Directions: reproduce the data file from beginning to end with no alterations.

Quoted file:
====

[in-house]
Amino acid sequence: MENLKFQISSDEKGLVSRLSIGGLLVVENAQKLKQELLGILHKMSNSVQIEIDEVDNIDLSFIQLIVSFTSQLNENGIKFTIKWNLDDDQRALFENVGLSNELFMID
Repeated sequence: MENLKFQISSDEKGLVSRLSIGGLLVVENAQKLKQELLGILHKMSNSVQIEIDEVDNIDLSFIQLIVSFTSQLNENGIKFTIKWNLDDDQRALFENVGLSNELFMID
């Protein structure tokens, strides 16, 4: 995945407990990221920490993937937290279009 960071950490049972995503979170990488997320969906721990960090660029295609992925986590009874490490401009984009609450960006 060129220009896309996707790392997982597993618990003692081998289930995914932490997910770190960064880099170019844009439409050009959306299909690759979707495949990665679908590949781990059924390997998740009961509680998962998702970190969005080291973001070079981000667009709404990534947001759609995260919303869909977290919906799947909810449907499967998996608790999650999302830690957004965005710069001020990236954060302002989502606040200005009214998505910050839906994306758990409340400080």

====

[in-house]
Amino acid sequence: MENLKFQISSDEKGLVSRLSIGGLLVVENAQKLKQELLGILHKMSNSVQIEIDEVDNIDLSFIQLIVSFTSQLNENGIKFTIKWNLDDDQRALFENVGLSNELFMID
Repeated sequence: MENLKFQISSDEKGLVSRLSIGGLLVVENAQKLKQELLGILHKMSNSVQIEIDEVDNIDLSFIQLIVSFTSQLNENGIKFTIKWNLDDDQRALFENVGLSNELFMID
């Protein structure tokens, strides 16, 4: 995945407990990221920490993937937290279009 960071950490049972995503979170990488997320969906721990960090660029295609992925986590009874490490401009984009609450960006 060129220009896309996707790392997982597993618990003692081998289930995914932490997910770190960064880099170019844009439409050009959306299909690759979707495949990665679908590949781990059924390997998740009961509680998962998702970190969005080291973001070079981000667009709404990534947001759609995260919303869909977290919906799947909810449907499967998996608790999650999302830690957004965005710069001020990236954060302002989502606040200005009214998505910050839906994306758990409340400080």